Rebels, Mavericks, and Heretics in Biology


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Edited and with an Introduction by Oren Harman and Michael R. Dietrich and with an Epilogue by R.C. Lewontin

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The stories of nineteen scientists--some famous, some forgotten--who stubbornly challenged assumptions and icons in the life sciences

This book is the first devoted to modern biology’s innovators and iconoclasts: men and women who challenged prevailing notions in their fields. Some of these scientists were Nobel Prize winners, some were considered cranks or gadflies, some were in fact wrong. The stories of these stubborn dissenters are individually fascinating. Taken together, they provide unparalleled insights into the role of dissent and controversy in science and especially the growth of biological thought over the past century.

Each of the book’s nineteen specially commissioned chapters offers a detailed portrait of the intellectual rebellion of a particular scientist working in a major area of biology--genetics, evolution, embryology, ecology, biochemistry, neurobiology, and virology as well as others. An introduction by the volume’s editors and an epilogue by R. C. Lewontin draw connections among the case studies and illuminate the nonconforming scientist’s crucial function of disturbing the comfort of those in the majority. By focusing on the dynamics and impact of dissent rather than on “winners” who are credited with scientific advances, the book presents a refreshingly original perspective on the history of the life sciences.

Scientists featured in this volume:

Alfred Russel Wallace 

Hans Driesch

Wilhelm Johannsen

Raymond Arthur Dart

C. D. Darlington

Richard Goldschmidt

Barbara McClintock

Oswald T. Avery

Roger Sperry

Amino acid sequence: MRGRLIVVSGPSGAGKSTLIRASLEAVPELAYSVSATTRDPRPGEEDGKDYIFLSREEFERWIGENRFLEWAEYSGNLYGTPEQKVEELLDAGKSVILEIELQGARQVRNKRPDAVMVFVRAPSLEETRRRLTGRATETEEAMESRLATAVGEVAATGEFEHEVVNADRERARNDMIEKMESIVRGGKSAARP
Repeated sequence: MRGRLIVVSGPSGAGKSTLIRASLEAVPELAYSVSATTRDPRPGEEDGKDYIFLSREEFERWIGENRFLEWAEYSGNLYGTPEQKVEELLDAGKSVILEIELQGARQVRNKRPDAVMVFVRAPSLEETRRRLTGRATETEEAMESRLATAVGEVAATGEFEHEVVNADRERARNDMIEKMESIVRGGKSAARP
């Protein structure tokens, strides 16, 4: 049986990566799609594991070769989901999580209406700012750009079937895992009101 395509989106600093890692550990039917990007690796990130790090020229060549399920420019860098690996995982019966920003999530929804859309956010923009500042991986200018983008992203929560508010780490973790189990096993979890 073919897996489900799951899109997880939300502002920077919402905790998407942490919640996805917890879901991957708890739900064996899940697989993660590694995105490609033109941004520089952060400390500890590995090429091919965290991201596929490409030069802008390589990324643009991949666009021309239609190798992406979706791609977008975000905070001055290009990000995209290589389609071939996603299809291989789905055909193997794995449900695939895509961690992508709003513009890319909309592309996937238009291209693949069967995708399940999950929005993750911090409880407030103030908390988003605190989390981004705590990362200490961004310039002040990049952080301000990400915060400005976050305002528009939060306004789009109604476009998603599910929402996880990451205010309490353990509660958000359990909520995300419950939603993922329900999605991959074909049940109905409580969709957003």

Leon Croizat

Vero Copner Wynne-Edwards

Peter Mitchell

Howard Temin

Motoo Kimura

William D. Hamilton

Carl Woese

Stephen Jay Gould

Thelma Rowell

Daniel S. Simberloff

Oren Harman is associate professor, Graduate Program for Science, Technology and Society, Committee on Interdisciplinary Studies, Bar Ilan University, Israel. Michael R. Dietrich is professor, Department of Biological Sciences, Dartmouth College.

“Excellent history presented in well-written chapters and an innovative approach to the history of science—this volume makes an interesting read.”—Jane Maienschein, Arizona State University

“Readers will enjoy the opportunity to become acquainted with life scientists who made a difference and had an interesting life/career story. There is something for everybody in this volume.”—Everett Mendelsohn, Harvard University

"The inclusion of well-known as well as unknown scientists is one of the great strengths of this volume, because it permits the authors of the various studies to examine how different personalities deal in different ways with the vicissitudes of challenging scientific orthodoxy. A second strength is the wide range of fundamental biological discoveries presented."—Robert Root-Bernstein, JAMA

"This is a major book not only for biologists but also for the myriad committees and boards which, in times of financial stringency, tend to favour safe routes rather than challenging ones in the decisions they are required to take. The lessons to be drawn from this excellent dossier are as disturbing as they are inspiring."—Bernard Dixon, Biologist

"[The book is] brim full of little-known facts as well as opinions by the various authors that are likely to stimulate thought."—Henry Bauer, Journal of Scientific Exploration 
ISBN: 9780300158458
Publication Date: September 1, 2009
416 pages, 5 3/4 x 9
32 b/w illus.
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